Emily Brontë, Wuthering Heights: Ch. 2

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‘A beautiful animal!’ I commenced again.  ‘Do you intend parting with the little ones, madam?’

‘They are not mine,’ said the amiable hostess, more repellingly than Heathcliff himself could have replied.

‘Ah, your favourites are among these?’ I continued, turning to an obscure cushion full of something like cats.

‘A strange choice of favourites!’ she observed scornfully.

Unluckily, it was a heap of dead rabbits.d  I hemmed once more, and drew closer to the hearth, repeating my comment on the wildness of the evening.

‘You should not have come out,’ she said, rising and reaching from the chimney-piece two of the painted canisters.

Her position before was sheltered from the light; now, I had a distinct view of her whole figure and countenance.  She was slender, and apparently scarcely past girlhood: an admirable form, and the most exquisite little face that I have ever had the pleasure of beholding; small features, very fair; flaxen ringlets, or rather golden, hanging loose on her delicate neck; and eyes, had they been agreeable in expression, that would have been irresistible: fortunately for my susceptible heart,d the only sentiment they evinced hovered between scorn and a kind of desperation, singularly unnatural to be detected there.  The canisters were almost out of her reach; I made a motion to aid her; she turned upon me as a miser might turn if any one attempted to assist him in counting his gold.

‘I don’t want your help,’ she snapped; ‘I can get them for myself.’

‘I beg your pardon!’ I hastened to reply.

‘Were you asked to tea?’ she demanded, tying an apron over her neat black frock, and standing with a spoonful of the leaf poised over the pot.

‘I shall be glad to have a cup,’ I answered.

‘Were you asked?’ she repeated.

‘No,’ I said, half smiling.  ‘You are the proper person to ask me.’

She flung the tea back, spoon and all, and resumed her chair in a pet; her forehead corrugated, and her red under-lip pushed out, like a child’s ready to cry.

Meanwhile, the young man had slung on to his person a decidedly shabby upper garment, and, erecting himself before the blaze, looked down on me from the corner of his eyes, for all the world as if there were some mortal feud unavenged between us.  I began to doubt whether he were a servant or not: his dress and speech were both rude, entirely devoid of the superiority observable in Mr. and Mrs. Heathcliff; his thick brown curls were rough and uncultivated, his whiskers encroached bearishly over his cheeks, and his hands were embrowned like those of a common labourer: still his bearing was free, almost haughty,d and he showed none of a domestic’s assiduity in attending on the lady of the house.  In the absence of clear proofs of his condition, I deemed it best to abstain from noticing his curious conduct; and, five minutes afterwards, the entrance of Heathcliff relieved me, in some measure, from my uncomfortable state.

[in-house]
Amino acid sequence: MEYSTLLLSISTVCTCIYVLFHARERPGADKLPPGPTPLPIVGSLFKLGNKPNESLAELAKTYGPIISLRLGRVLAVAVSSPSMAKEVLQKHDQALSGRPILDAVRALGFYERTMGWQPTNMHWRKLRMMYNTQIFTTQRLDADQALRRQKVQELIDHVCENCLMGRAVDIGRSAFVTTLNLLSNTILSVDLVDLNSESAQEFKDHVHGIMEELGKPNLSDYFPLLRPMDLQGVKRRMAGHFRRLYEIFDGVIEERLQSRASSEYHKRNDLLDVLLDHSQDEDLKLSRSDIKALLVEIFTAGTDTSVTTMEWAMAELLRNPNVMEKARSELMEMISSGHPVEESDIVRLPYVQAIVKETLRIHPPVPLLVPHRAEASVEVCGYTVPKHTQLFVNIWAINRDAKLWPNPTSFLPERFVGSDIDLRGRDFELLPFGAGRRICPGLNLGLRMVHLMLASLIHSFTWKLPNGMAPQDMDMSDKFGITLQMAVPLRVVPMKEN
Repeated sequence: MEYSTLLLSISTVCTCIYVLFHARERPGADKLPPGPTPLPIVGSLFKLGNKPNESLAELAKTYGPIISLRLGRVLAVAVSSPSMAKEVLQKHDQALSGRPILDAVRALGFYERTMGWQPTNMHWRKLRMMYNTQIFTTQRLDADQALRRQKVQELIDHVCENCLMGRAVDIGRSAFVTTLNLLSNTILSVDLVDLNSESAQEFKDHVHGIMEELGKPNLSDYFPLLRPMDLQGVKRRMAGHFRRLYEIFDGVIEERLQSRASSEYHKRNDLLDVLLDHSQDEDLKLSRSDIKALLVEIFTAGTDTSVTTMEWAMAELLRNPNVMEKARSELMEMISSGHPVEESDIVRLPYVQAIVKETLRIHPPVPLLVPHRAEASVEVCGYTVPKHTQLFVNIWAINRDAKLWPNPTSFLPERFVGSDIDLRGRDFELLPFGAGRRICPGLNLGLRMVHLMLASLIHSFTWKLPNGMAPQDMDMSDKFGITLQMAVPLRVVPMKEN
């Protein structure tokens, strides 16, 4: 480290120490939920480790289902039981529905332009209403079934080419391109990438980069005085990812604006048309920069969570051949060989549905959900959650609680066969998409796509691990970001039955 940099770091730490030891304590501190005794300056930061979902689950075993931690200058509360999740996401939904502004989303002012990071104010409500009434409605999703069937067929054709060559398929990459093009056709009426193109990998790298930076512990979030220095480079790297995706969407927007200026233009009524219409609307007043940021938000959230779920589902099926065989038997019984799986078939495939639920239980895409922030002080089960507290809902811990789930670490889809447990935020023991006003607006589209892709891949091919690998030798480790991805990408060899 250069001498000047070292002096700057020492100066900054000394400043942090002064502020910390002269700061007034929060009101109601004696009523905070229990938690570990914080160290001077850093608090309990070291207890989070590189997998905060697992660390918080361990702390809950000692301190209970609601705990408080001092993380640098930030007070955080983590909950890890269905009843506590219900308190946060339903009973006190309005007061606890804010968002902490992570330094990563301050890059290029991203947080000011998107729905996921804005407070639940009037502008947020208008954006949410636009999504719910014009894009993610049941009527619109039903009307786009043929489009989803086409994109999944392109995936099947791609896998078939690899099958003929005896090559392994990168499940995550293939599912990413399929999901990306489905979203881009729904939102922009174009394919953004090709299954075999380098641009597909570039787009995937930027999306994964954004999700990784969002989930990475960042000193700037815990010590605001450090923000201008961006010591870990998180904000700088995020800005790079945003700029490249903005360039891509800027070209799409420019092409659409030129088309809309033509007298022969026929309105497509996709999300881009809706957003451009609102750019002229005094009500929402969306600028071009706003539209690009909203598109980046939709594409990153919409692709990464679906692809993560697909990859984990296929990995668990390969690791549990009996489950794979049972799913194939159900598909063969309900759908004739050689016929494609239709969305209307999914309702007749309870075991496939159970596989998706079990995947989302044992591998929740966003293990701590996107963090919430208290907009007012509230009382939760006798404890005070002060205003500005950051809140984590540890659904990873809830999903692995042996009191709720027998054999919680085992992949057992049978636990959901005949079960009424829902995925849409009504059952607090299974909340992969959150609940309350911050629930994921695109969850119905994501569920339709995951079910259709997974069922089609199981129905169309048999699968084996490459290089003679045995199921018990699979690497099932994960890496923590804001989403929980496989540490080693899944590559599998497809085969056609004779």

‘You see, sir, I am come, according to promise!’ I exclaimed, assuming the cheerful; ‘and I fear I shall be weather-bound for half an hour, if you can afford me shelter during that space.’

X [d] Unluckily, it was a heap of dead rabbits.

Writing & Reading

One of several instances in the early chapters that Brontë uses sardonic humor to reveal Lockwood's misperception as he attempts to ingratiate himself and demonstrate his savoir faire.

The novel's dramatic intensity should not obscure its occasional comedy, which in these chapters includes Joseph's ranting cussedness, Hareton's bullying, and Heathcliff's unrepentant rudeness. The c…

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X [d] fortunately for my susceptible heart,

Love & Marriage

We learn something of his "susceptible heart"—it flutters timorously. He thinks of himself as a dashing rake but in the one case we know of, his recent flirtation at a seaside resort, when the woman responded encouragingly, he shrunk "icily into myself, like a snail." To the extent that Lockwood is representative of cosmopolitan men, love beyond the moors proceeds on tip-toes.

X [d] free, almost haughty,

Class

Lockwood is accustomed to a society in which class, rank, connection, and gender define a carefully observed hierarchy. The Heights is intrinsically egalitarian and, driven by strong, passionate personalities that override or resist stratification even between servants and landlord, allows for autonomy and outspokenness. The Heights's egalitarianism reflects the healthy, invigorati…

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